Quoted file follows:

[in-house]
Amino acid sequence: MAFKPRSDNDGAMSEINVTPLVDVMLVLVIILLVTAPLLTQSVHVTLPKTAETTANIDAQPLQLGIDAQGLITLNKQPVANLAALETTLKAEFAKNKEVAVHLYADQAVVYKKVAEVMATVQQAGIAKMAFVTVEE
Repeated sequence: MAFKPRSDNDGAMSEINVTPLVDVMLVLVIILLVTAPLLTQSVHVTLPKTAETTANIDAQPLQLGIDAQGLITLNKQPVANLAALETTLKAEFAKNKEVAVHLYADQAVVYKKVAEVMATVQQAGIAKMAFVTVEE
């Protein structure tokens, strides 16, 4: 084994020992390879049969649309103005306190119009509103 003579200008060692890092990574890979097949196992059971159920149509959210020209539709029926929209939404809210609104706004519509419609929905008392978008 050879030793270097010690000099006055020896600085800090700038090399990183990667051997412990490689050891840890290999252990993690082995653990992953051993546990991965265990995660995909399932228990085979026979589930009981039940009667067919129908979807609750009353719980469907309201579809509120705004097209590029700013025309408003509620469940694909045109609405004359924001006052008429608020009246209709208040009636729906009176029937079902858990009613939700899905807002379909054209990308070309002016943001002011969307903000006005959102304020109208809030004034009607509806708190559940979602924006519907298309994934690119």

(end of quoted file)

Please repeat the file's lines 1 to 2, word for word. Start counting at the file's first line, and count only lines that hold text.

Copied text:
[in-house]
Amino acid sequence: MAFKPRSDNDGAMSEINVTPLVDVMLVLVIILLVTAPLLTQSVHVTLPKTAETTANIDAQPLQLGIDAQGLITLNKQPVANLAALETTLKAEFAKNKEVAVHLYADQAVVYKKVAEVMATVQQAGIAKMAFVTVEE